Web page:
Having been added to the Progressive Nation at Sea cruise along with 14 other bands to the New Millennium stage, New Jersey’s seven-piece progressive rock ensemble New York Scientist keeps growing strongly. After excellent debut Maps of Non-Existent Places that media highlighted as one of the most innovative records in the last few years and appearance on the 2013′s ProgDay festival, the band is definitely one of the bands the progressive rock genre can rely on in the future.
With a recent change in the line-up, the band is to enter the studio this summer and record the sophomore album. Prog Sphere talked with the band’s guitarist Tom Monda.
You’ve been just announced for the Progressive Nation at Sea cruise in February. How does it feel to be invited to share the bill with artists such Jon Anderson, Devin Townsend, Periphery, Transatlantic, Riverside, etc?
It’s an honor and a huge opportunity for us. It seems like 2014 is going to be a big year for the band, Prog Nation, Rosfest, a new record, and some other big stuff in the works. We couldn’t be more excited!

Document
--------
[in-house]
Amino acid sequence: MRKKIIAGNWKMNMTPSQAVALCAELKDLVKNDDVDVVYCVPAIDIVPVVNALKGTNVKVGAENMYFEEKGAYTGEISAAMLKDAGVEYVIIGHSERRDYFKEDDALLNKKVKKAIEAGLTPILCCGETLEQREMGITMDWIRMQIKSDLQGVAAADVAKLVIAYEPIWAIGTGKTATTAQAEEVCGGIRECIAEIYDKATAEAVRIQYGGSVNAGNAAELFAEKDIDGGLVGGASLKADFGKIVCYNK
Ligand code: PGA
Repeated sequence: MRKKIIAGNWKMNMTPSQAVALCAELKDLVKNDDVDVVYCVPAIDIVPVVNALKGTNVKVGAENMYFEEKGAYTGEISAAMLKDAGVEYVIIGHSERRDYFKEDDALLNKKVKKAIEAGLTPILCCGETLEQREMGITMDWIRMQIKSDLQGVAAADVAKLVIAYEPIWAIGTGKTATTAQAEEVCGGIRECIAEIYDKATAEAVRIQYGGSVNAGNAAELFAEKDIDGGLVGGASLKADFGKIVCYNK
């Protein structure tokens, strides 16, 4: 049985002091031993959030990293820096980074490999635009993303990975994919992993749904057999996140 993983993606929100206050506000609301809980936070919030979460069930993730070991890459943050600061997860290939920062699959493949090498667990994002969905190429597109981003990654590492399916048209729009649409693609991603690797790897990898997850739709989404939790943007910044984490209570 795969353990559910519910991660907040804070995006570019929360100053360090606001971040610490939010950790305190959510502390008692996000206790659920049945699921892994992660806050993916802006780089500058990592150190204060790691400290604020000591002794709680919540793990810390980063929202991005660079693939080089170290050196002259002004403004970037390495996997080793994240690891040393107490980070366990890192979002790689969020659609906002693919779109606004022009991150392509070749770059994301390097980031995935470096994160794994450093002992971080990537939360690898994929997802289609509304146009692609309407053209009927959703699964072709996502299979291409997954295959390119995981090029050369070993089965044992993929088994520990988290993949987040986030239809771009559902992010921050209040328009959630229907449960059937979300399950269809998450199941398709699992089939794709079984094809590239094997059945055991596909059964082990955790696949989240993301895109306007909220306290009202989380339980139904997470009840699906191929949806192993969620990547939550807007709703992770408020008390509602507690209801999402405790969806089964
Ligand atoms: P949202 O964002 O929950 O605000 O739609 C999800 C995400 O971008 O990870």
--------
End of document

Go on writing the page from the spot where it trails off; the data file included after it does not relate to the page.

Are you preparing something special for this unique event?
Lip synching and a highly graphic overly sexual dance routine.
You guys are not seasick, are you? [laughs]
Time will tell. It will be a much different show if that is the case. [laughs]
So, what’s the story with the band’s name?
There is none! It just sounds cool. It fits the music I think!
Elaborate on the chemistry you share between each others in the band. Considering that you are a 7-piece band, how does it reflect on writing?
The guys are my best friends, I love them all like brothers. The writing process is pretty involved and can frustrating sometimes, but it’s only because we all care so much about the music and are passionate about getting the tunes to be as good as they can be! It’s great to be in a band with 6 other people who all come up with great ideas. Too many ideas is a problem I’ll take any day!
7 dudes busting their humps trying to make good honest music. I think that’s the key. People can hear when music is made with no pretense. They realize when you aren’t trying to prove anything or sound like anything other than YOURSELF. I think that’s the key to our process. Not being afraid to sound like ourselves, for better or worse.